Facebook is continuing to educate advertisers about opportunities on Stories and video (FB)

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Facebook is developing solutions to make Facebook a better place for advertisers, according to comments by Facebook vp of ads and business platforms Mark Rabkin to Digiday at the Consumer Electronics Show (CES).

Facebook ad revenue breakdown

With News Feed maxed out on inventory, Facebook is bullish on video and Stories for its future growth, but the social giant is figuring out exactly how to scale these advertising formats across its family of apps.

At CES this week, Facebook is continuing to educate advertisers about the opportunity presented by two key products: Stories and video.

  • Story ads. To get advertisers on board and ramp up monetization on stories content, Facebook is giving agency and brand creatives training on how to create effective stories ads, according to Ad Age. To ease the path for advertisers, Facebook is planning to allow brands to create stories ads and run them across any of its apps. Because stories are consumed so rapidly, advertisers need to create ads that act on users’ reactive impulses. Facebook has outlined some key best practices for advertisers, including: clearly communicate a simple message; call out products as early as possible; don’t require sound; and incorporate swipe-up functionality with opportunities for users to engage further. Stories ads still monetize less well than News Feed: They generate about 20% less revenue than ads that appear in News Feed, per 4C. But the opportunity for the format is massive, based on its user base alone — Facebook is the biggest global purveyor of the format, touting more than 1.15 billion Stories users across its family of apps (WhatsApp Status, Instagram Stories, and Facebook and Messenger Stories). And the platform still has yet to roll out ads on WhatsApp, meaning nearly half of that base — 450 million users — is yet-unserved.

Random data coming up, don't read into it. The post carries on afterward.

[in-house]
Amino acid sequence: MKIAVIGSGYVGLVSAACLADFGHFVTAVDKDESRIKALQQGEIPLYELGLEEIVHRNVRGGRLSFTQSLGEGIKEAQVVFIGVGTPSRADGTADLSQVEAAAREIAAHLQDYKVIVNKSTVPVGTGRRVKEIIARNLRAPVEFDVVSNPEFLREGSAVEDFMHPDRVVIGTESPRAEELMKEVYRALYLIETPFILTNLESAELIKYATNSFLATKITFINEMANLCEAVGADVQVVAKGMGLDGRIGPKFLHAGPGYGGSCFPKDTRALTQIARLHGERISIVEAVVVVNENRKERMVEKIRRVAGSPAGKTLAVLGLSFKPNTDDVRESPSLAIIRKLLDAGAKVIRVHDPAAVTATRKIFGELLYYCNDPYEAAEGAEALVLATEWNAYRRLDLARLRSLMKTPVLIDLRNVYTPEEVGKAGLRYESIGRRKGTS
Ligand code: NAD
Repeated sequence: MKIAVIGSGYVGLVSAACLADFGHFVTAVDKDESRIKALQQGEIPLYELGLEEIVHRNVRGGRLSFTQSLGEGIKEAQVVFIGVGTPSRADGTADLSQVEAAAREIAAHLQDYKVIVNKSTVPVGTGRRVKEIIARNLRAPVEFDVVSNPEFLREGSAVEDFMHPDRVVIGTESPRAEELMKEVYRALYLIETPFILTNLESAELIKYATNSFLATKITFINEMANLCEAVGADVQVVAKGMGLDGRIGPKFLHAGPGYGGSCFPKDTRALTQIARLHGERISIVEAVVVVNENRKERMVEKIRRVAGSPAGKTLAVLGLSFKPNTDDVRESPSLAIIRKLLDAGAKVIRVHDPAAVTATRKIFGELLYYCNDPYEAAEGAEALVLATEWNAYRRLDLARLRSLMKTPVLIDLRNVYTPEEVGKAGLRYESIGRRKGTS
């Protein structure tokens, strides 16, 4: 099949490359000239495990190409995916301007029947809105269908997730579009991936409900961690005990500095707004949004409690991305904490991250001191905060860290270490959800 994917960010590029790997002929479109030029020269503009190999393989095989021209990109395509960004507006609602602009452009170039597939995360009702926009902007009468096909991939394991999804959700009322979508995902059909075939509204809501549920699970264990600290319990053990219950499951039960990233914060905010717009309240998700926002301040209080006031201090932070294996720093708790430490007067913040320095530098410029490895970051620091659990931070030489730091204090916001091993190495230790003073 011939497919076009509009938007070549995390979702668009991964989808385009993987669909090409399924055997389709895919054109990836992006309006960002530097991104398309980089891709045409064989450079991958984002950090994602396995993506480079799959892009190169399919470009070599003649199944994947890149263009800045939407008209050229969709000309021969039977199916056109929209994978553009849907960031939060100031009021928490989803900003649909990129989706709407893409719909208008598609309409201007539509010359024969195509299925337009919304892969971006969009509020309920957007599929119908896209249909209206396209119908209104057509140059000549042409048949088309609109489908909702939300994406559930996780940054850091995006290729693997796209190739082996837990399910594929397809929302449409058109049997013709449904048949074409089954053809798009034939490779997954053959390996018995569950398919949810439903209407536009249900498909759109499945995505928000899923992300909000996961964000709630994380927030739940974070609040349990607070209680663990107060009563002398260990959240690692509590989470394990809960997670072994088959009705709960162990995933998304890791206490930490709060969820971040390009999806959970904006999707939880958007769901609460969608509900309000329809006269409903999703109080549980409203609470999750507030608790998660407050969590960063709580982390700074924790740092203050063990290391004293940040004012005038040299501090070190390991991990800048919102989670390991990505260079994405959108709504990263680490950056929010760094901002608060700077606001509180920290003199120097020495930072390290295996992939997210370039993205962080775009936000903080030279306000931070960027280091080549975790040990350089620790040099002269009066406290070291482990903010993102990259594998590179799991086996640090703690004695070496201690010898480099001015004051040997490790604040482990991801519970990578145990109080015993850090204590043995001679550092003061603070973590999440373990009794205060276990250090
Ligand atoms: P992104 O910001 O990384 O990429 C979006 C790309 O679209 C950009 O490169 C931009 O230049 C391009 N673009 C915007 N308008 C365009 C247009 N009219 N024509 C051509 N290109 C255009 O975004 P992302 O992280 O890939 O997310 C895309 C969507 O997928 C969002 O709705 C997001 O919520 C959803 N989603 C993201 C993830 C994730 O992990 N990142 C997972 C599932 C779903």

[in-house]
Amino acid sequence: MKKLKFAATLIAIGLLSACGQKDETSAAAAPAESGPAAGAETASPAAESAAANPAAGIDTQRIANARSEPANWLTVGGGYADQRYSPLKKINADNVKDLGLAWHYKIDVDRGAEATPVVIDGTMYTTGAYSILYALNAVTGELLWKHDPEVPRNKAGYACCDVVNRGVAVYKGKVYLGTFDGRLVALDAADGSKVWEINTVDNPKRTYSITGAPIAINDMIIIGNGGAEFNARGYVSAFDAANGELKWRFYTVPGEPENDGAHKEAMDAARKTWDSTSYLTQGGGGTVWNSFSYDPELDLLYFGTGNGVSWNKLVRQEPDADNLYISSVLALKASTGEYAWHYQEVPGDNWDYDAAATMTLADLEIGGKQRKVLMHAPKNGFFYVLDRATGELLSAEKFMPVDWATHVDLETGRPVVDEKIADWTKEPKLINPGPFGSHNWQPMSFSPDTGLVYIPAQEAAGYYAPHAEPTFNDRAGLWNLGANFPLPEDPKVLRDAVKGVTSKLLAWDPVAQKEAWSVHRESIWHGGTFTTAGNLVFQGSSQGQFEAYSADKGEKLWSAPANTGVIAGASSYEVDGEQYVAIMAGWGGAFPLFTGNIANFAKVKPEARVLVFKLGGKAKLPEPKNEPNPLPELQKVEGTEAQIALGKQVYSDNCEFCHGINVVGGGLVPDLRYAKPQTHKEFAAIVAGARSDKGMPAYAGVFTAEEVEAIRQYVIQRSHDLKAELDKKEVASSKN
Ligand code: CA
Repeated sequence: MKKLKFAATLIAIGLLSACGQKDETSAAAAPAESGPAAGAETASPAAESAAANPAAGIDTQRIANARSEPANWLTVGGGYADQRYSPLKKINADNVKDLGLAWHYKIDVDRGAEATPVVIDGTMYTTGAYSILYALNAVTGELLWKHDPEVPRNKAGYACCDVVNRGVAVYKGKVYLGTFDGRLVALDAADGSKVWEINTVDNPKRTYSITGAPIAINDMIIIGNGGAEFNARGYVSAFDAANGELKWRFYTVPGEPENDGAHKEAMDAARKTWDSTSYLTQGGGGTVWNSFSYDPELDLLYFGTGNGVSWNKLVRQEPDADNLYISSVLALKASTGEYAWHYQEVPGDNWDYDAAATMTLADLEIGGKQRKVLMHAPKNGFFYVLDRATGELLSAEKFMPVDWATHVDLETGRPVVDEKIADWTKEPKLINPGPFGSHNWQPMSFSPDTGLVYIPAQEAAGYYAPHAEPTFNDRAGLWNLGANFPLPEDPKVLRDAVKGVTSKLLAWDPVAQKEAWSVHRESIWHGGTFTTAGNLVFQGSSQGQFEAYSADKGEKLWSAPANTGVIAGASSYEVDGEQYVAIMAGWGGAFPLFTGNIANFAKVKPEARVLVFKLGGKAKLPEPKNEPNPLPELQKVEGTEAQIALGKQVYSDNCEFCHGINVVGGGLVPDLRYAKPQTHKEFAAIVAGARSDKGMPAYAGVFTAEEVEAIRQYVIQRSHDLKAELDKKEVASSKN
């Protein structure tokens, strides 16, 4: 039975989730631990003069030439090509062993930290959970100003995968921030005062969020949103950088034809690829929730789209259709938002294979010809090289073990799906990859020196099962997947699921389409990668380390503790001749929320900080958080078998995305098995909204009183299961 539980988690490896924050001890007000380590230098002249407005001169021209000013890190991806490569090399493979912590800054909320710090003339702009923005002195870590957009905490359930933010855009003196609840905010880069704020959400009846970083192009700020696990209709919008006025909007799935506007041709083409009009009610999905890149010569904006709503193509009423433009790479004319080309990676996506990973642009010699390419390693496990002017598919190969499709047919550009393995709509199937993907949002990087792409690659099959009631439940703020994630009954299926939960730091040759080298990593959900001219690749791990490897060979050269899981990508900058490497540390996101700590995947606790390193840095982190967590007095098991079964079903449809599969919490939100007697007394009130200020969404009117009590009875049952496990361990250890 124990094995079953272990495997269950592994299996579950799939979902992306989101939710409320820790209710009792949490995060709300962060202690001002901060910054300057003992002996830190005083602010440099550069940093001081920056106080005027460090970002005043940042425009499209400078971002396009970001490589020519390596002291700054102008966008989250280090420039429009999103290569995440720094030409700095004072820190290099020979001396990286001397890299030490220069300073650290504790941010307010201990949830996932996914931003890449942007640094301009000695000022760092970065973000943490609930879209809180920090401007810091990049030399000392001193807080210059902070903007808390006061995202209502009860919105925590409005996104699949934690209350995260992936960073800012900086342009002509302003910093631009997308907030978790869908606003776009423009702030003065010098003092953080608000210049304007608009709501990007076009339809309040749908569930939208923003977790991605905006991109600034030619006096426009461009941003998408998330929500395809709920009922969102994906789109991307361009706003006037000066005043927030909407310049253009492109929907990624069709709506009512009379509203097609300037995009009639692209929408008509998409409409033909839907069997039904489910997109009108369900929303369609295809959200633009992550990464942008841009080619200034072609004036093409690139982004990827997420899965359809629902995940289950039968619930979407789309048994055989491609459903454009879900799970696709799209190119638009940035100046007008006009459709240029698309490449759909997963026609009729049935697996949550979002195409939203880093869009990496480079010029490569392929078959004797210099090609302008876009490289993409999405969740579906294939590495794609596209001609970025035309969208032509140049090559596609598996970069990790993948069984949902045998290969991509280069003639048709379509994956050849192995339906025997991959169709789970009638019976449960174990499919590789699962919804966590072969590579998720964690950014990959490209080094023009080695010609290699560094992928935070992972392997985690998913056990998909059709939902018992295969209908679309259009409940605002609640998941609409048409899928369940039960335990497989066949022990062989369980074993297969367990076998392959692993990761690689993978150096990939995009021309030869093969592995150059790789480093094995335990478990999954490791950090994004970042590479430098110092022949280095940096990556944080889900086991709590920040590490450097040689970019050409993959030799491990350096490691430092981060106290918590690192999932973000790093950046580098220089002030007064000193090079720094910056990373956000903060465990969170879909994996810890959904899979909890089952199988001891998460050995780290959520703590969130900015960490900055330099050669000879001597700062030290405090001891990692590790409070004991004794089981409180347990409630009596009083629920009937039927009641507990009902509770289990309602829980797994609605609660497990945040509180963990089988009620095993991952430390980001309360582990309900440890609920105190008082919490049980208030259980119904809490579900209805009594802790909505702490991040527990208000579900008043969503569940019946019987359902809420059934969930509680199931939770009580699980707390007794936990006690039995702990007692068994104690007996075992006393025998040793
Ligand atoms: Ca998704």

• Video ads. Facebook is also bullish on video to help it grow ad revenue, as advertisers typically pay more for video ads. Facebook launched its ad breaks program in March 2017, offering mid-roll ads. But some advertisers have apparently avoided pre-roll and mid-roll ads altogether over concerns they weren’t able to control where their ads appeared on the site. Over the past year, Facebook has been affording advertisers greater control over where exactly their ads appear. For example, its In-Stream Reserve program limits ads to run across video content from a couple hundred premium publishers and creators.

For the time being, advertisers are still invested in a relationship with Facebook. Even though advertisers are also concerned about issues like privacy, transparency, and brand safety, many still recognize that a pullback hasn’t happened because there’s no alternative to Facebook. As one agency exec reportedly said of the social giant, “It’s easy to be principled when there’s an alternative.”

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SEE ALSO: How digital media businesses are successfully integrating e-commerce as a new revenue stream — and how brands can benefit

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Source: Business insider

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